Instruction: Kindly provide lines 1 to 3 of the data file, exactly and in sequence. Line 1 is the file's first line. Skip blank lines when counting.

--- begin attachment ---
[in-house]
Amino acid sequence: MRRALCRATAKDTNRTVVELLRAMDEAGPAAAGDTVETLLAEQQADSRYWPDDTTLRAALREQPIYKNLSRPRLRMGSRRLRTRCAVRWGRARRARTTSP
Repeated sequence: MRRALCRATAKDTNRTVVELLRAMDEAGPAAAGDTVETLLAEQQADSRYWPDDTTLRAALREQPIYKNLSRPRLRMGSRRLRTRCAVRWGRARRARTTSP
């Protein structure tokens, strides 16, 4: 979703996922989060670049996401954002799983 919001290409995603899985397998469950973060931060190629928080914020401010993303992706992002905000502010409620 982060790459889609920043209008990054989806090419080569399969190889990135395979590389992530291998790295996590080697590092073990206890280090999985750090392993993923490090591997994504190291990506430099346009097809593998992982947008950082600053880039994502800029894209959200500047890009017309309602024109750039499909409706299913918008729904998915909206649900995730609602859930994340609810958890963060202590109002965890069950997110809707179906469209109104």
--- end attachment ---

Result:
[in-house]
Amino acid sequence: MRRALCRATAKDTNRTVVELLRAMDEAGPAAAGDTVETLLAEQQADSRYWPDDTTLRAALREQPIYKNLSRPRLRMGSRRLRTRCAVRWGRARRARTTSP
Repeated sequence: MRRALCRATAKDTNRTVVELLRAMDEAGPAAAGDTVETLLAEQQADSRYWPDDTTLRAALREQPIYKNLSRPRLRMGSRRLRTRCAVRWGRARRARTTSP